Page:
"I love mobile dog grooming better than having a shop," said Diane Pribbenow, owner of Clippers Professional Mobile Dog Grooming.
The main reason she loves her career is the one-on-one time spent with the dogs. She can provide more personalized care; there is no overhead and she doesn't need to deal with employees.
"Your pets are your family, and people say, ‘I don't want to leave my little Fluffy all day alone in a shop,'" said Pribbenow.
According to her, having a groomer come directly to one's home to groom the family pet is great for animals who freak out around the noises of the other dogs barking, or other dogs that might be more aggressive. There is no need to load up the dog, leave it at the groomer's for most of the day, then pick it up and bring it home. Being near their own environment is less stressful to the dog, and more convenient for the owner.
A bath, a brush and a hair trim are the foundation of the full-service grooming Pribbenow gives her clients' dogs.
In the back of her van is a waist-high, steel bathtub.
"You'd be surprised how much I can lift. I've even lifted a Great Pyrenees," she said.
Dogs she cannot lift are able to get into the tub by first climbing on her grooming table, which has hydraulic lifts.
She also trims nails. On smaller dogs, she cleans their anal glands. She uses a special ear cleaner on cotton balls to clean and deodorize the ears. Some breeds, like poodles, get a lot of hair in their ears, so she gently tweezes it out.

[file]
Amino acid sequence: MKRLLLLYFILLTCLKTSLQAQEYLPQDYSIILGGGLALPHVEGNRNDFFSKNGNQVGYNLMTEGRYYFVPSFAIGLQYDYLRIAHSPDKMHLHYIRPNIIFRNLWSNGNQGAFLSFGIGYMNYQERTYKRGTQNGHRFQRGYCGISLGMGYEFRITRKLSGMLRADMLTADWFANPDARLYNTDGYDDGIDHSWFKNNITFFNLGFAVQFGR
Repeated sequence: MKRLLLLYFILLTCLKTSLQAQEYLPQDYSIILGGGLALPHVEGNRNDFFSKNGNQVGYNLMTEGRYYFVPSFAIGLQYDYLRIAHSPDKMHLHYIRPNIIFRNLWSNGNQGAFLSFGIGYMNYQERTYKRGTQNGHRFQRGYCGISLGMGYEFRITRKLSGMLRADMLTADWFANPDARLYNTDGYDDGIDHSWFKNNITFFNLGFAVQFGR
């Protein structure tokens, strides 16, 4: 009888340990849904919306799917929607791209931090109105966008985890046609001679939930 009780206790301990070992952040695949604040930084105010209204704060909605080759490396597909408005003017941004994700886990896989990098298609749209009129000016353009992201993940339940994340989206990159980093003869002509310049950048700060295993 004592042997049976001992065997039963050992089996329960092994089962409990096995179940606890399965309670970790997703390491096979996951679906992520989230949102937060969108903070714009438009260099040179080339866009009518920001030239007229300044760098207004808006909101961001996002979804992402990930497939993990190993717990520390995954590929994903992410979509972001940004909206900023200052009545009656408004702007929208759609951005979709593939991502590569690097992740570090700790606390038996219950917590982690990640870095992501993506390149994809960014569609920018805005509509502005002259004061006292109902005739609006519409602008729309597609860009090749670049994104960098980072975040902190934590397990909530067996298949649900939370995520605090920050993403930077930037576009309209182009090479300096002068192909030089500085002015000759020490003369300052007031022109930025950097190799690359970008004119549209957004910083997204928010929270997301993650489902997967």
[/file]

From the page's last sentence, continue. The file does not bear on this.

No trip to the doggy stylist would be complete without doggy perfume and a bandanna or a bow. And she always makes certain her doggy clients get holiday goodies, like a treat bag on Halloween, and candy for Valentine's Day.
The cost of the mobile service is based on the breed of the dog and whether the pet is long- or short-haired. For instance, a bath and brush for a Labrador retriever costs less than doing the same thing to a collie and then shaving the collie's fur down.
"I tell people to expect an average of an hour-and-a-half for grooming -- again, depending on the dog," she said.
A charter member of the Arizona Association of Professional Pet Groomers, Pribbenow said she "fell into" her second profession. She was a dental assistant for 23 years.
"The strange thing is, I always wanted to have my own business. My number-one thing I wanted was a place like the diner from the Happy Days TV show," she said with a laugh.
She and her husband, Dennis, were living in Cave Creek at the time. Dennis convinced her the restaurant business was ‘dog-eat-dog' and suggested pet grooming instead.
"What?! I know nothing about grooming," Diane protested.
He told her, ‘If anybody can make a go of it, you can. You have the personality to work with people and animals.'
There was a grooming/pet store for sale at the Town and Country shopping center, so she bought the turnkey business with the intent of managing it.
"But then I thought, ‘If I am going to own a grooming shop, I need to know a bit about grooming."
She apprenticed for two of the experienced groomers, who told her what supplies she would need. Diane estimates 99 percent of groomers start out with similar training.
She also went to seminars and read books on her own, something she continues to do today.
"I started out practicing at home on stuffed animals," Diane said. "Once in the shop, as I got better, a groomer would say, ‘Here, I've groomed one side of the face, make the other side look the same.'"
That apprenticeship was 16 years ago.
Although Diane prefers grooming dogs, she has worked on some unusual pets in her career.
She gave a bath to a pot-bellied pig, trimmed the toenails of a desert tortoise, and there has been the occasional ferret, rabbit and guinea pig to groom.
But, please, don't bring her any cats, she said.
"It's not that I don't know how," she said, smiling, "it's just that they are no fun to groom."
You can reach Pribbenow's mobile dog grooming service by calling (928) 595-2925.